Modern Monitoring-Agent Features. As with any maturing product, we expect additional features to be added over time to try to differentiate one technology from another and to attempt to offer better value to the user. The Unix monitoring agent should be looked on no differently. Previously, the value of Unix agents was tied to the level of detailed data it could produce from a server and from applications. This is no longer the case. In this day and age, server and application data have become increasingly commoditized, and the agent’s feature set becomes the real differentiator. The following five collection features should be expected of modern Unix monitoring agents:
– Agents provide relevant data correlated within the server: Agents can dig very deeply into an application stack but can also tie problems back to the OS or hardware within a given server (e.g., local-level correlation).
– Agents provide automatic baselining of alert thresholds: One of the most significant reasons for failed Unix monitoring tool implementations is improperly set alert thresholds causing erroneous alerts, leading system administrators to doubt the validity of the warnings they receive. Current tools should be mature enough to study normal system activity and automatically set proper general-threshold values.
– Agents provide dynamic alerting based on common known criteria: Not only should current tools be able to set appropriate baseline thresholds, but they should also be advanced enough to allow for maintenance windows and provide a means to dynamically deal with cascading fault effects (e.g., when a server experiences a problem due to CPU failure, the OS and the applications on that server that must cope with the consequences are not misidentified as separate problems).
– Agents provide autonomous operational characteristics: When using agents to monitor Unix servers, it is expected that the agent is capable of performing all monitoring and alerting capabilities on its own, with the need to have orchestration from other sources unless desired.
– Agents provide correlation of local-agent data: The agent should not just trigger alerts based on a simple metric it collects. Rather, it should be able to correlate among multiple metrics it collects. It should have a map or a model of how its metrics relate and how each impacts one another. When one metric exceeds its threshold, but none of its related metrics is high, then the problem is not as significant.
Do You See What I See? The representation of Unix server and application data has commonly been through simple component-level references. One might have an icon representing a server, and when drilling down into that server, see all the system and application components that comprise that single device. In a simple world, this would be adequate. With current more complex infrastructures, it is not. Modern Unix monitoring tools must have a means through which to represent not just individual servers and their components, but also the relationships that exist between such servers/applications and other servers/application within the environment. Providing this type of interface often requires the creation of a technology relationship map on a simplistic level that can help monitoring operators graphically view the environment and be able to quickly discern where problems have occurred. The other purpose of this type of mapping is to give operators an intuitive view of the infrastructure to understand where a single problem may be causing additional outages. Without this type of view, operators are stuck viewing not-so-useful component-level details.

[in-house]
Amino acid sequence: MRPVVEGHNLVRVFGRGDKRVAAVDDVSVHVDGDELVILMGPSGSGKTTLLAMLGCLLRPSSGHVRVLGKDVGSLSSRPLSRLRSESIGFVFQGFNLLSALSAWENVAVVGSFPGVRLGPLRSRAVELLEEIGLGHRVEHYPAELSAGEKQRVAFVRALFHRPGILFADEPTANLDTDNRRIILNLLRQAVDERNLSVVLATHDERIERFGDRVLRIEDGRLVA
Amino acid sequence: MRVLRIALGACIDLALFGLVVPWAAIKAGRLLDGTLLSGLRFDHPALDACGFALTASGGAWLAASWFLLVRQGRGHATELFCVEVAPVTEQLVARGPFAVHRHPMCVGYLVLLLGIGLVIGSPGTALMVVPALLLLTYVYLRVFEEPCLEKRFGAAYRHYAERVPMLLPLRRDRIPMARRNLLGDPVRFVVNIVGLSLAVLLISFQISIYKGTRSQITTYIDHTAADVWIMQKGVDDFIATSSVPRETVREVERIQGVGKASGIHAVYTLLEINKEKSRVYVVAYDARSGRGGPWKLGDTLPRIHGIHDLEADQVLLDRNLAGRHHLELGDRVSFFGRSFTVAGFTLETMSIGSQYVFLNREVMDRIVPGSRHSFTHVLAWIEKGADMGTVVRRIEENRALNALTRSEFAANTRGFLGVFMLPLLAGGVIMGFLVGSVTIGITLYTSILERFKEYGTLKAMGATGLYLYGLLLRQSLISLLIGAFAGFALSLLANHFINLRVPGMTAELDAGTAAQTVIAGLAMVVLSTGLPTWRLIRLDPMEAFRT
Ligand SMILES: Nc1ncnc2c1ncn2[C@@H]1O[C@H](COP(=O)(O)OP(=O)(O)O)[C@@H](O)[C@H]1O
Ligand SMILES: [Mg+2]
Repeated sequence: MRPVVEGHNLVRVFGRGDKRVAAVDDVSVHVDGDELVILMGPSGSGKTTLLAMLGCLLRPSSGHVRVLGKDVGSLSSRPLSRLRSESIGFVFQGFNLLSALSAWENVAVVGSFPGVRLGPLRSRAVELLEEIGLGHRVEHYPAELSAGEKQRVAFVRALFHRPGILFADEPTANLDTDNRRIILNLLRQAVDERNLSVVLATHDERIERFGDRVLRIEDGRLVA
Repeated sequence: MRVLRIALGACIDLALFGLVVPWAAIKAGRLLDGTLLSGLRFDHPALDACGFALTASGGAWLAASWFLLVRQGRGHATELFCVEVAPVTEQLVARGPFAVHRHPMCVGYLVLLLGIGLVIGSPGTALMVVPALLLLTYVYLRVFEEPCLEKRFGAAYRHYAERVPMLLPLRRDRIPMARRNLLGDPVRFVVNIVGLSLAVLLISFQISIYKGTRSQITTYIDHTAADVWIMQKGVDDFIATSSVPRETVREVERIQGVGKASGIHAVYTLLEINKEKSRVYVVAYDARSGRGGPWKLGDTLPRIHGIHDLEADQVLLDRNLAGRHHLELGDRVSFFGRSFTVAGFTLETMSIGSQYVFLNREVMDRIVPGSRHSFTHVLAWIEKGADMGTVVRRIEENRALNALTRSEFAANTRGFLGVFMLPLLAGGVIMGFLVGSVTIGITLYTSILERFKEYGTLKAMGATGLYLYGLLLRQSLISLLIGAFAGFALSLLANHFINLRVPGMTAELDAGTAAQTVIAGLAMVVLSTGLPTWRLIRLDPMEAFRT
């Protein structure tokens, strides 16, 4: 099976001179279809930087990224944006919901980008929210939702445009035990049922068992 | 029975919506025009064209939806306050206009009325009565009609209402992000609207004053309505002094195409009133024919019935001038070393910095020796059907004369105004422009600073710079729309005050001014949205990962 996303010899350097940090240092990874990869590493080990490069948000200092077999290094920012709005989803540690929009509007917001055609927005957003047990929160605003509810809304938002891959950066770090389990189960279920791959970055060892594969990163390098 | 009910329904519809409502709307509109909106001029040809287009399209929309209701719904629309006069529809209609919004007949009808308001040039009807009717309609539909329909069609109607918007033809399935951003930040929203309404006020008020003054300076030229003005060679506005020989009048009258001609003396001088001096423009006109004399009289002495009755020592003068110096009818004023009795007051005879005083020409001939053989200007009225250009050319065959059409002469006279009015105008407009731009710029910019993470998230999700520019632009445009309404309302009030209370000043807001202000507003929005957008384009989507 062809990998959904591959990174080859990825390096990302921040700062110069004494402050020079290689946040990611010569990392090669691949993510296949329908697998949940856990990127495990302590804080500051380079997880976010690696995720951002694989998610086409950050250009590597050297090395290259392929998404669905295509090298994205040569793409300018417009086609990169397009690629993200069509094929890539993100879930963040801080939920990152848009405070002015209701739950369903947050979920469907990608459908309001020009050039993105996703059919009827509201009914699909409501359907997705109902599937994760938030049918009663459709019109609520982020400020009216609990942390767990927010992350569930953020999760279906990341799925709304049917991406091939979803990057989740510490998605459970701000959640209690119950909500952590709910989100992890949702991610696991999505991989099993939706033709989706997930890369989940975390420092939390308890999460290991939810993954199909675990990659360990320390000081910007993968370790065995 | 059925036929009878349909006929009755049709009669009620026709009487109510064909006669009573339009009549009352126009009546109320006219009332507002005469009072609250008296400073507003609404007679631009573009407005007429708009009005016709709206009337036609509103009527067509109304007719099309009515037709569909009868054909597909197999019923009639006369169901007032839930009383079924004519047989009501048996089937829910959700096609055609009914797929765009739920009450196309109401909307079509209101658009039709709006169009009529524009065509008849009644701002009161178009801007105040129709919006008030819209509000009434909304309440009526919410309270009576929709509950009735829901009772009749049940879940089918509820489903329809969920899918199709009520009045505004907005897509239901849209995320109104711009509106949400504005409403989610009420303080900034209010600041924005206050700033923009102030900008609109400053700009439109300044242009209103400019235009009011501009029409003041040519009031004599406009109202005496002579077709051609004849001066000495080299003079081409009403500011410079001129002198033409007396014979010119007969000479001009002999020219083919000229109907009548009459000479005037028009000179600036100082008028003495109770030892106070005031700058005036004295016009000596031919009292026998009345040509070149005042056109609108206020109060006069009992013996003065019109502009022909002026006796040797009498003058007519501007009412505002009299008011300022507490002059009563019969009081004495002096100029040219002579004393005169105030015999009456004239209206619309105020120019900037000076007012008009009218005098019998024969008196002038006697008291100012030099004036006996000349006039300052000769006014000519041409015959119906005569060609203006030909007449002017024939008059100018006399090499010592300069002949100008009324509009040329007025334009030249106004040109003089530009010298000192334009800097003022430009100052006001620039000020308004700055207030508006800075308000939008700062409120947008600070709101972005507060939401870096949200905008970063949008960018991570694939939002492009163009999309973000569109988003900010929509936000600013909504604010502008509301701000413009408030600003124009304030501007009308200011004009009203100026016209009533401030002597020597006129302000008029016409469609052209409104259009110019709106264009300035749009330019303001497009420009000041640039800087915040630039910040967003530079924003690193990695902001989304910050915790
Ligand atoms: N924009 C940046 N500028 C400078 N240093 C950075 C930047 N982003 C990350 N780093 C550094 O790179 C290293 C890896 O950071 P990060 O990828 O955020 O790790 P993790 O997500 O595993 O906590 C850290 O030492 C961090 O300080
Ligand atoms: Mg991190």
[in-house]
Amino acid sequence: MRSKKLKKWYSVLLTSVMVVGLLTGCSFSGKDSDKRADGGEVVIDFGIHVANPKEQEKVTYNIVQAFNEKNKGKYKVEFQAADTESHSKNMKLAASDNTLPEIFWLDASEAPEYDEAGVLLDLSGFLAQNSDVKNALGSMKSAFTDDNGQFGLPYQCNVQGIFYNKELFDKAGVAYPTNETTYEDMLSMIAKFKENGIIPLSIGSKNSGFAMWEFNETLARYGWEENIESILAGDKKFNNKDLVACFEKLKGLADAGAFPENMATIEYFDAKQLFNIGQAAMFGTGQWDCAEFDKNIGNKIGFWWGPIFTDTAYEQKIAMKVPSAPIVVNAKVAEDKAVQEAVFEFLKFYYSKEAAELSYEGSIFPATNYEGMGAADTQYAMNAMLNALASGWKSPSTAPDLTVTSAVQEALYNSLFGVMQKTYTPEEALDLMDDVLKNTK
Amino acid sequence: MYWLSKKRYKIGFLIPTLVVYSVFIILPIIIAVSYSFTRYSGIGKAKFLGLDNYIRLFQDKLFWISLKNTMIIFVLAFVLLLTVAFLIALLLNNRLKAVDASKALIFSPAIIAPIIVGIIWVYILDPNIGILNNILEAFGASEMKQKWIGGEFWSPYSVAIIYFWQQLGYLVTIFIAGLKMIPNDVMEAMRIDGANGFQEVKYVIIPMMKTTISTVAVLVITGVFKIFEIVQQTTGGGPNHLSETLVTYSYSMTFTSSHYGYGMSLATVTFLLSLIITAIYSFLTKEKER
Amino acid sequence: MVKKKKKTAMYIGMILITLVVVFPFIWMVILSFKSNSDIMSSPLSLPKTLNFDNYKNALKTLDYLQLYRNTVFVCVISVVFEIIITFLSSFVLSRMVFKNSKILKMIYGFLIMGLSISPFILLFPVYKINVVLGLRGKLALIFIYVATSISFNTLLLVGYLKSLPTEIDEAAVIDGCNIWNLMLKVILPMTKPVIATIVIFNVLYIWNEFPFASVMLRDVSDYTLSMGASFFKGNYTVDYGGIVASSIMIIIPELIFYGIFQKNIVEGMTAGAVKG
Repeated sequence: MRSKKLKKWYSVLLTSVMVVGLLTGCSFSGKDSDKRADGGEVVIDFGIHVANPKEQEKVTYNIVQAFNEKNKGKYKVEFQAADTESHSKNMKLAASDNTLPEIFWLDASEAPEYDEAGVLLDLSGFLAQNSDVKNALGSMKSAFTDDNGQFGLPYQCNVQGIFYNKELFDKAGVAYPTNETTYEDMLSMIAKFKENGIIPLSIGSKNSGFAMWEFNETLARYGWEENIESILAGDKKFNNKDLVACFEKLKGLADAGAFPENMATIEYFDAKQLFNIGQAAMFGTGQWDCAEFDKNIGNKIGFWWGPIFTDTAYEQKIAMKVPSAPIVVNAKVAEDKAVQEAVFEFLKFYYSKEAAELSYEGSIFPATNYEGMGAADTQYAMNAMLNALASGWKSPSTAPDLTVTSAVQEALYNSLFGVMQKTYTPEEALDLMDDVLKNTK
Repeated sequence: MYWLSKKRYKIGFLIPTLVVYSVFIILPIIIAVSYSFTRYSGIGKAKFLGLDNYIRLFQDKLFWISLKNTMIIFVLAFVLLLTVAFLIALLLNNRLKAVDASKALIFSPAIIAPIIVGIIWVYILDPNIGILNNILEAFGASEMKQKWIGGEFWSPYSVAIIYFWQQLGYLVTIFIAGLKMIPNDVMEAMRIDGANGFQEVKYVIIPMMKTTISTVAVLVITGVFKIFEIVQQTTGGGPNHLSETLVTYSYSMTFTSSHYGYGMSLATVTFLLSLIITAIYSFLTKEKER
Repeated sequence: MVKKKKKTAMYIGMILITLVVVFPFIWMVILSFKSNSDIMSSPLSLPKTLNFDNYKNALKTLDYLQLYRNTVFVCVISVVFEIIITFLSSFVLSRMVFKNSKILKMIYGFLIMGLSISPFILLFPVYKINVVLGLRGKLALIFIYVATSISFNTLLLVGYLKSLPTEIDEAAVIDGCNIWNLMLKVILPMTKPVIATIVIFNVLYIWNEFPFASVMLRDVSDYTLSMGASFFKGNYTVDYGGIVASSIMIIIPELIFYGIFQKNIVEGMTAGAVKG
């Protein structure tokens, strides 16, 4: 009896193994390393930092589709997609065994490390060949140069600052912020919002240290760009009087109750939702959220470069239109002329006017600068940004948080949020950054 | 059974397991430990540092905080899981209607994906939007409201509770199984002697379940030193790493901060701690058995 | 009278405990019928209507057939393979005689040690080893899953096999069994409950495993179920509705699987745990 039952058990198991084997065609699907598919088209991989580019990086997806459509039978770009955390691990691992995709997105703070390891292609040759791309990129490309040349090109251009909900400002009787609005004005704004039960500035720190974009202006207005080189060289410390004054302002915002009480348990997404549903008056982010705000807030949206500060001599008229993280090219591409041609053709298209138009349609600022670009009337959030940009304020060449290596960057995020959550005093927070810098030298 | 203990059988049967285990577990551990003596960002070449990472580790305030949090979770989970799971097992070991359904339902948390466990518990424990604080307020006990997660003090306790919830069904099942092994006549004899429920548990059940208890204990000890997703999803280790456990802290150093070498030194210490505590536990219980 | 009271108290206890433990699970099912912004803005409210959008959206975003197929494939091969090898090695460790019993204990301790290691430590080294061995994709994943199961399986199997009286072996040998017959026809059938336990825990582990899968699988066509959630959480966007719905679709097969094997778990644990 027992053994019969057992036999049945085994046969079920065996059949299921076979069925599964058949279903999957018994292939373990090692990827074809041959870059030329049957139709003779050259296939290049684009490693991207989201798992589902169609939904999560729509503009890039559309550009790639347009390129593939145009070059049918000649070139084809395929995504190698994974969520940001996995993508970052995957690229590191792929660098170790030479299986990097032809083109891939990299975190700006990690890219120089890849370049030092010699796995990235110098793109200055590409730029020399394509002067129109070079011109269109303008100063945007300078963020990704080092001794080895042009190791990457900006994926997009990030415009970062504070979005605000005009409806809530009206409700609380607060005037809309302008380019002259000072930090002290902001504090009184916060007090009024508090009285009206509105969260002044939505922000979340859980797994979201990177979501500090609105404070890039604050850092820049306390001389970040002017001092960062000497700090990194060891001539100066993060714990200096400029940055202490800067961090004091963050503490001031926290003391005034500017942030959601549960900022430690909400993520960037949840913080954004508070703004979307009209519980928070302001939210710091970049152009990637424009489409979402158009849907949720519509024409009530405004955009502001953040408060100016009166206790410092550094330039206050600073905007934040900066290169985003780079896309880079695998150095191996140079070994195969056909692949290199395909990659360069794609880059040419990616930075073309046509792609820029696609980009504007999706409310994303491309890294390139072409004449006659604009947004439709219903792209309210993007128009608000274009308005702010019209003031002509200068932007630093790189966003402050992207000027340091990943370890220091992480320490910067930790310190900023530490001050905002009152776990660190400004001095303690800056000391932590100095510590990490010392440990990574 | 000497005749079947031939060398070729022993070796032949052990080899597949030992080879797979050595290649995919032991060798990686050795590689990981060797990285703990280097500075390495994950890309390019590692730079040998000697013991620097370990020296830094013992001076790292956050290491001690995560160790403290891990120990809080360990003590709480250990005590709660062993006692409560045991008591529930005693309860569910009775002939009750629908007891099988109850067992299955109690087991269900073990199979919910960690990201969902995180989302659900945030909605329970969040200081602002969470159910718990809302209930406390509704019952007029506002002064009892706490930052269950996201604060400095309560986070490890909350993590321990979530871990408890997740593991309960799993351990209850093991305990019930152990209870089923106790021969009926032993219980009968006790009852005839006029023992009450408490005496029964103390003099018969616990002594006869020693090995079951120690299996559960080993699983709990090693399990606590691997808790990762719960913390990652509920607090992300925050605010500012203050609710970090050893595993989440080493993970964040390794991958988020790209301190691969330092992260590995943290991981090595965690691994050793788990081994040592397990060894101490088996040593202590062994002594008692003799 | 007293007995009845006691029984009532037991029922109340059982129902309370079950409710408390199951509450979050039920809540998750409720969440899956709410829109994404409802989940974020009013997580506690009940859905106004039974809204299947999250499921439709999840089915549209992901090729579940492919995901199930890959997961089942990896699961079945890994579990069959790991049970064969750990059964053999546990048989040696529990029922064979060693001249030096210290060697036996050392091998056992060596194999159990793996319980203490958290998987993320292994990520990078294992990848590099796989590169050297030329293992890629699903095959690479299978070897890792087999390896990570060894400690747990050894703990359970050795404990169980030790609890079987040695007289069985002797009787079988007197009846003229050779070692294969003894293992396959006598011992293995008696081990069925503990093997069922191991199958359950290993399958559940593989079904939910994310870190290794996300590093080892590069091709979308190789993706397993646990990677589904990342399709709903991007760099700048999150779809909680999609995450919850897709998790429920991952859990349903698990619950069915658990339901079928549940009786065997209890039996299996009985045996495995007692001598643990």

It Is Not the Data But What to Do With It. With the maturity levels in current tools, it is not surprising to see that most Unix monitoring agents can collect roughly the same type and amount of data out of servers and applications. The data in and of itself is no longer a secret sauce and a source of added value, but rather is more of a commoditized condiment. The real value of all the data collected by Unix monitoring agents now lies in what can be done with the data collected. Having performance-monitoring data in a meaningful format for analysis after doing preliminary comparisons to alert thresholds has now become of paramount importance. Maturing ITOs are considering being able to perform more capable capacity planning and trend analysis without having to collect data multiple times in multiple places. With this in mind, it is critical that data collected from Unix agents be reusable for other reporting purposes, and the structure and the portability of this data for other reporting needs be clearly addressed. Unix monitoring tools that do not do a good job of providing collected performance data in a reusable fashion should be viewed as tactical solutions only, and longer-term strategic products should be sought.
Business Impact: Implementing modern Unix monitoring tools will help ITOs better align their activities to those of the business.
Bottom Line: ITOs considering evaluating Unix monitoring tools should not settle for aging technology feature sets. Unix tools that map to the business, provide modern feature sets, and offer meaningful performance data output should be expected as the norm.